The Rev’d. Ann J. Broomell

Christ Church, New Haven

December 25, 2015

Christmas Day


In the name of God, Father, Son and Holy Spirit.  Amen.

What Child is this, who laid to rest
On Mary’s lap, is sleeping?
Whom angels greet with anthems sweet,
While shepherds watch are keeping?

This, this is Christ, the King,
Whom shepherds guard and angels sing:
Haste, haste to bring Him laud,
The Babe, the Son of Mary!(1)

What child is this? is a question for all of us.  Our answers change as we grow older—as we see the world through eyes of wisdom and experience.

Our understandings surely begin with the readings from the Gospels of Luke and Matthew. We hear of a baby born to a young couple who had traveled from Nazareth to Bethlehem in the lowliest of settings, a stable.  It’s surprising, though, to hear about those who came to see the baby, to lay gifts before him.  There were shepherds told by angels to go to Bethlehem and wise men, Maji, led to his feet by a star.

So we have a child far from home honored by unexpected guests.  A descendant of the house of David as foretold in Hebrew scripture, son of David, born in the City of David, Messiah and Lord

Yet the question remains--perhaps an even a stronger question than before--who is this child, Jesus? Having heard both the practical descriptions of the fulfillment of the prophecies about the coming of the Messiah in the Gospel of Matthew, and the story about the baby born so long ago in Luke, we come today to a different birth story. In the Gospel of John we come to an entirely different perspective on that holy birth.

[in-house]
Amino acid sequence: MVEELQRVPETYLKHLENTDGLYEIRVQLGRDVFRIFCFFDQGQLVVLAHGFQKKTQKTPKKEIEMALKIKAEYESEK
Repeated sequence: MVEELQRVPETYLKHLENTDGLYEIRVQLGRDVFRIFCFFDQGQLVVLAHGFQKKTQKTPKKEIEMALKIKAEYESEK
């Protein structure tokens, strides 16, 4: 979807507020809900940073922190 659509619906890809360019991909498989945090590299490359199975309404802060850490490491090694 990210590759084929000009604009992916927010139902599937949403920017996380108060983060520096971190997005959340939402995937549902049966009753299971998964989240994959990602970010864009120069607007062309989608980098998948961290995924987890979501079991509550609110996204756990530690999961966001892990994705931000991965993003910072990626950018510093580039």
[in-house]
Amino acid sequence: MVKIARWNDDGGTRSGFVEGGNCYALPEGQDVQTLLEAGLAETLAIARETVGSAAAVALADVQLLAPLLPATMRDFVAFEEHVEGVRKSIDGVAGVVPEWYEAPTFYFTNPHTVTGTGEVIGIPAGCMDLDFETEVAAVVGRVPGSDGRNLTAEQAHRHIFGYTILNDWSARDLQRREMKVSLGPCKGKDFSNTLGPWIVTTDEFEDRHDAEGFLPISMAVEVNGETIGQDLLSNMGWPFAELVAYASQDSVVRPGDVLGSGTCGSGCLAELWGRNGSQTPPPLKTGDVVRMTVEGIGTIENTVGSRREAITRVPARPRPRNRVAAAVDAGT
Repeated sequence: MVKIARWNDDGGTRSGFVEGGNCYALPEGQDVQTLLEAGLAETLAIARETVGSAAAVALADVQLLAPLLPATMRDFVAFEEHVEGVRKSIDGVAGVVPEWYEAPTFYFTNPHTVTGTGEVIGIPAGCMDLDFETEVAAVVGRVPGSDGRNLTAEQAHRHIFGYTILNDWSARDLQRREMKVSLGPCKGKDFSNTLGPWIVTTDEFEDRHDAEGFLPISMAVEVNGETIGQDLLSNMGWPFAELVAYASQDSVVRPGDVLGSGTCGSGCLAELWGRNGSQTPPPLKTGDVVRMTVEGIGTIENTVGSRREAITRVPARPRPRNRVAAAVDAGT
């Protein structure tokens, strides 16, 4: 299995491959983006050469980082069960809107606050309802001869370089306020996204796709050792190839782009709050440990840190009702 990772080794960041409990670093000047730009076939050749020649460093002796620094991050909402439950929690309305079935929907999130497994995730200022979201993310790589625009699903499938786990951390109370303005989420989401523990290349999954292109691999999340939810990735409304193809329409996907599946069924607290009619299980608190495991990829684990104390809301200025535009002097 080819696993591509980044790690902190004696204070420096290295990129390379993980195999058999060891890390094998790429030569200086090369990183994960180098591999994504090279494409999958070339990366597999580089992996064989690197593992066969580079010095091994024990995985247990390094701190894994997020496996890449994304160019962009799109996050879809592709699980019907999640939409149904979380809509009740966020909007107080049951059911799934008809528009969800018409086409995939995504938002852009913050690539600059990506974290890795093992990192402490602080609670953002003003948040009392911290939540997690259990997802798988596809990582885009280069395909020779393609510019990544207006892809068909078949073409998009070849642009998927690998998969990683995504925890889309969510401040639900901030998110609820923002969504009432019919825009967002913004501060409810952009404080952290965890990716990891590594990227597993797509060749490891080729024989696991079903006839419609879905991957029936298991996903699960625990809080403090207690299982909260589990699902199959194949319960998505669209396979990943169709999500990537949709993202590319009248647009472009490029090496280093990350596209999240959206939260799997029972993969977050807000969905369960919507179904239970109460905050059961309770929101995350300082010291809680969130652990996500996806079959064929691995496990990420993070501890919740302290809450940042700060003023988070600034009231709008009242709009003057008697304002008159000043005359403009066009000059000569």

In the beginning was the Word... We move to a deeper level, to the level of incarnation, of creation, of mystery.  They are beyond our understanding, yet they are words that explain this Jesus.  The words of today’s reading from the Gospel of John are an early Christian hymn, a Christmas hymn, probably from the community for which the Gospel was written. (2) Jesus is the Word, existing before time, present and active in creation, one with God, actually God, who became human in Jesus.

God, understood to be remote, transcendent, communicating with the world through the Word. 

God became human in Jesus.  As the Word, Jesus brought us greater understanding of God.

The hymn begins by equating the Word, Jesus, with God.  The Word is God. The first three stanzas describe Jesus, the Word. Comments about John the Baptist are added in two places. The fourth stanza--turns to the first person plural, "we". The Word became flesh and came to dwell among us. We have seen his glory and received his grace.  We hear of Word made flesh, light overcoming darkness, receiving grace upon grace. (3)

Quite different from the understandings of the gospels of Luke and Matthew, this description is evocative of the Spirit.  It uses imagery rather than facts.  It evokes mystery.  It’s important that we see the mystery as well as the more concrete stories and descriptions of his life.  Mystery rests deeply in the incarnation, in God becoming human.  A mystery our minds cannot encompass. A God our minds cannot comprehend.

For a long time I struggled with these questions about God, about Jesus, about the suffering of humanity. Everyone I asked had answers that were illusive, not the concrete understanding I thought I needed.  I realized many things, yet I began to be able to rest in the mystery, to use the mystery, the questions, to help me understand God. I came to see that God and mystery are one.